An Evel Knievel copycat in London jumped off the Tower Bridge into the River Thames because of a dare. He quickly called this his “stupidest idea ever.” The guy, Shah Faisal Shinwari, took the leap after one of his 27,000 YouTube subscribers dared him. From there, things got real, as the Thames current swept him up. A lifeboat staffer rescued Shinwari and treated him for exhaustion and an infection (from nasty Thames water). Thankfully, he made a full recovery. Later, he posted a thoughtful video in which he reflects on his dare-jump: “This was later very regretted by me, and I realized it was the stupidest idea ever. Thanks for watching!” Discuss

An average of 26.4 million people flee their homes because of natural disasters every year (since 2008), says a new report. That means these disasters displace one person every second. The report’s authors don’t necessarily blame nature for this crisis. Rather, they attribute “ill-conceived man-made structures and policies” for the problem. Interestingly, poorer countries are not the only regions affected. Here in the U.S., almost 60,000 people still live in temporary housing following Hurricane Sandy in 2012. Discuss

Turkish government officials believe that ISIS is responsible for a suicide bomb attack in the country that killed at least 28 people and injured more than 100 others. The unnamed officials told Reuters that “initial evidence” has linked the radical Islamic terrorist group to the bombing, which targeted youth workers at a rally. The workers had been conducting rebuilding projects in the city near the Syrian border. The area is currently home to Syrian refugees who fled their homes during battles between Kurdish fighters and ISIS terrorists. No organization has claimed responsibility for the bombing. Discuss

Today in Cairo, Egypt, at least five people died in a clash between Egyptian security forces and supporters of the Muslim Brotherhood. The Associated Press reports that this fight represents the deadliest violence at Islamist protests in a while. More than 500 Brotherhood supporters marched in the Cairo’s Giza neighborhood following the end of Ramadan and the start of Eid al-Fitr, a major Muslim holiday. Fights erupted between marchers and local residents and police, escalating quickly to deadly gunfire. Discuss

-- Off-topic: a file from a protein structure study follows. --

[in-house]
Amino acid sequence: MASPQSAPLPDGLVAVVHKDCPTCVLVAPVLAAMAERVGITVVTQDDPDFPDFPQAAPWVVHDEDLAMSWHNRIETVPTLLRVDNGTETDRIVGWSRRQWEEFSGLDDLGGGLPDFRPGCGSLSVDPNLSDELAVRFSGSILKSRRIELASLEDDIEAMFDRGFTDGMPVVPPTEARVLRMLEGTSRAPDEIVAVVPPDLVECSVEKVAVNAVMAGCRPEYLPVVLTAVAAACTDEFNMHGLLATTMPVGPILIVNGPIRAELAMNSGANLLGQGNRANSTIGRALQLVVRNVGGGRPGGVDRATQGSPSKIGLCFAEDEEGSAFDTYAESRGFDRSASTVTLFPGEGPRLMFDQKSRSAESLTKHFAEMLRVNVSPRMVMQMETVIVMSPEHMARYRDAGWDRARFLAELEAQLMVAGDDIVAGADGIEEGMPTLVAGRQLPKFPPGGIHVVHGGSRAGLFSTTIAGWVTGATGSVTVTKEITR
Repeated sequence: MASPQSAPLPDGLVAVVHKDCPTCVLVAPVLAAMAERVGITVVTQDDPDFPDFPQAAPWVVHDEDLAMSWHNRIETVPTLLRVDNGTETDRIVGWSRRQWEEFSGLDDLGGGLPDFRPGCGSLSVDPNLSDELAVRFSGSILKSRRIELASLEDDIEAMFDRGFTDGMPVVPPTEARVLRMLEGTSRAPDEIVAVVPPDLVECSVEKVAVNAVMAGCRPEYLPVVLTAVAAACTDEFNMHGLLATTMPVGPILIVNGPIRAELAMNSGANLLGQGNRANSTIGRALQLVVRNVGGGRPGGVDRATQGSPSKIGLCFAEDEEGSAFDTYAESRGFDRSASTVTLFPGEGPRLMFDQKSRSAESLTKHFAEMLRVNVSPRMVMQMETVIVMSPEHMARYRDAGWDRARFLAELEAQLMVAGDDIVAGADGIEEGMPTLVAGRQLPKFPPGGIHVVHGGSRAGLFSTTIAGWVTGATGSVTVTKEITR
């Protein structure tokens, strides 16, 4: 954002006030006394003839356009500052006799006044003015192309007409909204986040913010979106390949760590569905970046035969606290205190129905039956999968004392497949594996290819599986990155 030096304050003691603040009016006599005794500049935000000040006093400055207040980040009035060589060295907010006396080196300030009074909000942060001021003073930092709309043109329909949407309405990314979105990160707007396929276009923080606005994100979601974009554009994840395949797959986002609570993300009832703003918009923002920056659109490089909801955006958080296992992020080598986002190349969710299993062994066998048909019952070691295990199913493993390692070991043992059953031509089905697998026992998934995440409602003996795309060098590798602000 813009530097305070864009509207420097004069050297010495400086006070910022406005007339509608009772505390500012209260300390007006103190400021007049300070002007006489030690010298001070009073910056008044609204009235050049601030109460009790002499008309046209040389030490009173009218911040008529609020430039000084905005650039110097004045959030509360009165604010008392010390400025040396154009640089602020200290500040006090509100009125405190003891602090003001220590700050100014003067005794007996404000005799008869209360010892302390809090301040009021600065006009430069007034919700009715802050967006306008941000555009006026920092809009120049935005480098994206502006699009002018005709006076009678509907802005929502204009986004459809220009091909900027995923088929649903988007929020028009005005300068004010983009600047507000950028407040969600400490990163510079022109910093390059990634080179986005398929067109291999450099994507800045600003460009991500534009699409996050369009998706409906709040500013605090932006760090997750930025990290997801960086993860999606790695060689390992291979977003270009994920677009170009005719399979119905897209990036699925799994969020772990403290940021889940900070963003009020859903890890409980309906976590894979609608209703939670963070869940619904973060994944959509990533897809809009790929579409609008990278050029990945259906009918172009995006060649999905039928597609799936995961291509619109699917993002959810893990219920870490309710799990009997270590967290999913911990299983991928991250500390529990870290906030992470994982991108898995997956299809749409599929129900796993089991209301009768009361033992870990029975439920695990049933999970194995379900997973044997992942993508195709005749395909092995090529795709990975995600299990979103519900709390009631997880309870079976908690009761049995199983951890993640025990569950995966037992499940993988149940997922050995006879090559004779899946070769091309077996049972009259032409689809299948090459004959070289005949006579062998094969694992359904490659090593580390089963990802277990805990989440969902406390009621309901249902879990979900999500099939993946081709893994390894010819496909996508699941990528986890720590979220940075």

At least 64 people were killed in suicide bomb attacks in northeastern Nigeria, targeting people preparing to celebrate the end of Ramadan. At least 75 were also injured as they gathered to purchase goods related to the holiday. Officials in the country say the attacks are the work of the radical Islamic group Boko Haram, who have killed hundreds during Ramadan following a call from ISIS—who Boko Haram has pledged allegiance to—to increase violence during the Muslim holy month. Boko Haram is known for their campaign of mass murders, bombings, abductions and terrorism in the region, targeting both fellow Muslims and Christians. Discuss

Violent demonstrations broke out in Athens last night, as thousands gathered to protest a bill that would implement new, strict austerity measures as the terms of a third economic bail out. According to the AP, more than a dozen were arrested and 37 detained when angry crowds burned cars, hurled rocks and attacked police officers. Greece, right?

A bill did end up passing, though it proved divisive, even in the Greek Prime Minister Alexis Tsipras’ own party. The measures put new sales taxes in place and reform pension policies. Greece has become dangerously close to running out of money and defaulting on international loans. As part of the new deal, Greece will receive 85 billion euros over the next several years. In a statement to lawmakers before the vote, Prime Minister Tsipras said “We had a very specific choice: A deal we largely disagreed with, or a chaotic default.” Discuss